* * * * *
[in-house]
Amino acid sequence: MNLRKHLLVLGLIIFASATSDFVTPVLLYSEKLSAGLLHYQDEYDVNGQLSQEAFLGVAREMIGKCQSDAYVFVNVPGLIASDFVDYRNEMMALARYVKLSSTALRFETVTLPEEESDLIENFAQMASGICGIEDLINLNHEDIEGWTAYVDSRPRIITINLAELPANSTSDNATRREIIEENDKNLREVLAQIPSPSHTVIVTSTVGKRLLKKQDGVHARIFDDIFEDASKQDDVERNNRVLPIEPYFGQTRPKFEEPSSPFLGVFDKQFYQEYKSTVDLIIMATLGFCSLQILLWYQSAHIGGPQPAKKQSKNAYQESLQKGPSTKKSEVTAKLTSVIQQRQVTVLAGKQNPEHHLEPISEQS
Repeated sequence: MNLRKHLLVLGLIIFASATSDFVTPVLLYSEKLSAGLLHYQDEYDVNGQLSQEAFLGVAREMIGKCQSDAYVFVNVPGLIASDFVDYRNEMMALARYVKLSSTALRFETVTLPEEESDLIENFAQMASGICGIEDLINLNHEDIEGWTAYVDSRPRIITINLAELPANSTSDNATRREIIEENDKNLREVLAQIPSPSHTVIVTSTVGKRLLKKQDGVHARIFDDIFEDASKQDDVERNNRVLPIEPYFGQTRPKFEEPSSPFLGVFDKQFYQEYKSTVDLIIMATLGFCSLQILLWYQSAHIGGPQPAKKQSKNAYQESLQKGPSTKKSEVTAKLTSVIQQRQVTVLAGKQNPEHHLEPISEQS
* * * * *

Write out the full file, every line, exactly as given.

[in-house]
Amino acid sequence: MNLRKHLLVLGLIIFASATSDFVTPVLLYSEKLSAGLLHYQDEYDVNGQLSQEAFLGVAREMIGKCQSDAYVFVNVPGLIASDFVDYRNEMMALARYVKLSSTALRFETVTLPEEESDLIENFAQMASGICGIEDLINLNHEDIEGWTAYVDSRPRIITINLAELPANSTSDNATRREIIEENDKNLREVLAQIPSPSHTVIVTSTVGKRLLKKQDGVHARIFDDIFEDASKQDDVERNNRVLPIEPYFGQTRPKFEEPSSPFLGVFDKQFYQEYKSTVDLIIMATLGFCSLQILLWYQSAHIGGPQPAKKQSKNAYQESLQKGPSTKKSEVTAKLTSVIQQRQVTVLAGKQNPEHHLEPISEQS
Repeated sequence: MNLRKHLLVLGLIIFASATSDFVTPVLLYSEKLSAGLLHYQDEYDVNGQLSQEAFLGVAREMIGKCQSDAYVFVNVPGLIASDFVDYRNEMMALARYVKLSSTALRFETVTLPEEESDLIENFAQMASGICGIEDLINLNHEDIEGWTAYVDSRPRIITINLAELPANSTSDNATRREIIEENDKNLREVLAQIPSPSHTVIVTSTVGKRLLKKQDGVHARIFDDIFEDASKQDDVERNNRVLPIEPYFGQTRPKFEEPSSPFLGVFDKQFYQEYKSTVDLIIMATLGFCSLQILLWYQSAHIGGPQPAKKQSKNAYQESLQKGPSTKKSEVTAKLTSVIQQRQVTVLAGKQNPEHHLEPISEQS